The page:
Do the Benefits of Voluntarily Reporting Serious Data Breaches to the ICO Outweigh the Risk of Monetary Penalties?: A Theoretical Analysis
Winchester Conference on Trust, Risk, Information and the Law, West Downs Campus, University of Winchester, UK, 29 April 2014
18 Pages Posted: 24 Dec 2013 Last revised: 15 Mar 2014
Date Written: December 24, 2013
The Upper Information Rights Tribunal in the UK recently held that controllers not required by law to report data breaches are still subject to monetary penalties even if they voluntarily report a breach. The Information Commissioner’s Office (ICO) and some information law experts stated that this holding notwithstanding, the economic benefits of self-reporting still outweigh the risk of penalties since the ICO considers self-reporting a mitigating factor in determining the amount of any fine. This paper attempts a theoretical analysis of controllers’ risk calculi to determine if they are truly better off self-reporting breaches. Based on historic ICO data, we first examine the claim that self-reporting mitigates a penalty’s magnitude. We then investigate whether the mitigation of penalty amounts alone is sufficient to persuade controllers that they are better off self-reporting given their “chances of being fined.” Conventional models use a fixed value for this probability in analyzing economic benefit. Through the employment of the principle of perspectivity, we show that for these models to accurately reflect experience we must modify our definition of the “chances of being fined” and factor in a controller’s decision to report or not report. Modifying the traditional models accordingly, we conclude that controllers as a population are currently not better off self-reporting. We close by offering specific suggestions for the ICO to create conditions where controllers will be better off self-reporting breaches even if they are fined.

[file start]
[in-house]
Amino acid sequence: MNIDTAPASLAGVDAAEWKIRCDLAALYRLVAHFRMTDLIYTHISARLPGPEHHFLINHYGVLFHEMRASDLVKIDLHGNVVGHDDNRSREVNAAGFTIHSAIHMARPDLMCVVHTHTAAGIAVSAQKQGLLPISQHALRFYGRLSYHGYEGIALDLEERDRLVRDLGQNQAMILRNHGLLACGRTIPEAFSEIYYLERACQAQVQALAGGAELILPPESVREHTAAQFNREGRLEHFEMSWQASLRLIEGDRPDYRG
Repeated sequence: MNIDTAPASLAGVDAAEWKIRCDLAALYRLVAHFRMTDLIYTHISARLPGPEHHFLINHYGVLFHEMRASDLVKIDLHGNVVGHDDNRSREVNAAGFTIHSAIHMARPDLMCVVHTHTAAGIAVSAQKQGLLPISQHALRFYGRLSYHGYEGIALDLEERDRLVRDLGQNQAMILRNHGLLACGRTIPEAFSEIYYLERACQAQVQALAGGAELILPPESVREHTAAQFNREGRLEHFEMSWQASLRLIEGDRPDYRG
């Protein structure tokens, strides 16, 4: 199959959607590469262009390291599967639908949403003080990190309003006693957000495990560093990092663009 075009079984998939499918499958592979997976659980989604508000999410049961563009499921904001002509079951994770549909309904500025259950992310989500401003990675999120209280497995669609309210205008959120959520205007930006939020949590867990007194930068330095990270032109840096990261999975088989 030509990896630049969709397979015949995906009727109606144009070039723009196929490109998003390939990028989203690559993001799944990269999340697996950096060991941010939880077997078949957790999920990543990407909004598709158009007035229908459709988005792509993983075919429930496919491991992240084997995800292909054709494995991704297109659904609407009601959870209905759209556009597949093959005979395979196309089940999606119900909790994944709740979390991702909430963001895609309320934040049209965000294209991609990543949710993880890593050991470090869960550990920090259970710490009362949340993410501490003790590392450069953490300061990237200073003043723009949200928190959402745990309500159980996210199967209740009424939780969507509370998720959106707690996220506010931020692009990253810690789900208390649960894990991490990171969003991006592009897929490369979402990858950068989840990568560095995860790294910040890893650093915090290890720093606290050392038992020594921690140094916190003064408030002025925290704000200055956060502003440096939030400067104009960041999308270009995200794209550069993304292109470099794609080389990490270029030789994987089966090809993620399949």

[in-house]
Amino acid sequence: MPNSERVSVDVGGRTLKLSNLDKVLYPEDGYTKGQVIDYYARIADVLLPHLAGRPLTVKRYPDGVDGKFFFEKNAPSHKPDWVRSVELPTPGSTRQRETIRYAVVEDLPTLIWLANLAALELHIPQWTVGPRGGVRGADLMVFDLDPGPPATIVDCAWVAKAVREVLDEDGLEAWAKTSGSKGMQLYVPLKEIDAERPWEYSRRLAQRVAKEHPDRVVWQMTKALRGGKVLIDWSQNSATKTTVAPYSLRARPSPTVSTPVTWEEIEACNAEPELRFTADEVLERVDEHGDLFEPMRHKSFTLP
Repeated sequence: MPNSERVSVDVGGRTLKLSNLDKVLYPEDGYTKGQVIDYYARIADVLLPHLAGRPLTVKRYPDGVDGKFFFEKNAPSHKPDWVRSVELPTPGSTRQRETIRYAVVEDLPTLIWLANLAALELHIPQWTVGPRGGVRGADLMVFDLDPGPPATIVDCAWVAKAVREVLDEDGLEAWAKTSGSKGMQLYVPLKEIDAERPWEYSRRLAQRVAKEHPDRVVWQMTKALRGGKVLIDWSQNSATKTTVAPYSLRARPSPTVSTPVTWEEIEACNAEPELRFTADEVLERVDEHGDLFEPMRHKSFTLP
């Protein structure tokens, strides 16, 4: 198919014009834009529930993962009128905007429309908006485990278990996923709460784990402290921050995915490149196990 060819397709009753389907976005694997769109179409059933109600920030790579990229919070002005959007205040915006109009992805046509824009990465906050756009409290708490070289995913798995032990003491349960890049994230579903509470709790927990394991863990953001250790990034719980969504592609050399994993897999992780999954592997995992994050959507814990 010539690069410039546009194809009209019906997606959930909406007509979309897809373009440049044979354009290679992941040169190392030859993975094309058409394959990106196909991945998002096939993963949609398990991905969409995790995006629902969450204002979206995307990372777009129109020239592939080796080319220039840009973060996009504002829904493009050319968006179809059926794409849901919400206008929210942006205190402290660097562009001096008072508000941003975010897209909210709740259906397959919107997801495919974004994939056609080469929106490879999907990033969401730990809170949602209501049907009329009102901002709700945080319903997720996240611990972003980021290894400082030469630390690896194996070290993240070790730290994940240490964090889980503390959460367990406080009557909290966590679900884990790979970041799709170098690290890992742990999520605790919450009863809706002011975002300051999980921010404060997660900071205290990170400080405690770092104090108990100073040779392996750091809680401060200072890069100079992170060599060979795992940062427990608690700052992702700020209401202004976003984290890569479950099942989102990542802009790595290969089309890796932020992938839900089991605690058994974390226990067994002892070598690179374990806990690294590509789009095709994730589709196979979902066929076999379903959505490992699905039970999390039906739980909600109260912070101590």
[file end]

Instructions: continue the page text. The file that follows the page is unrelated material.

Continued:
Keywords: data protection act, ICO, data breach, cyber security, information law, monetary penalties, voluntary compliance
JEL Classification: A13, B41, C11, C54, K23
Suggested Citation: Suggested Citation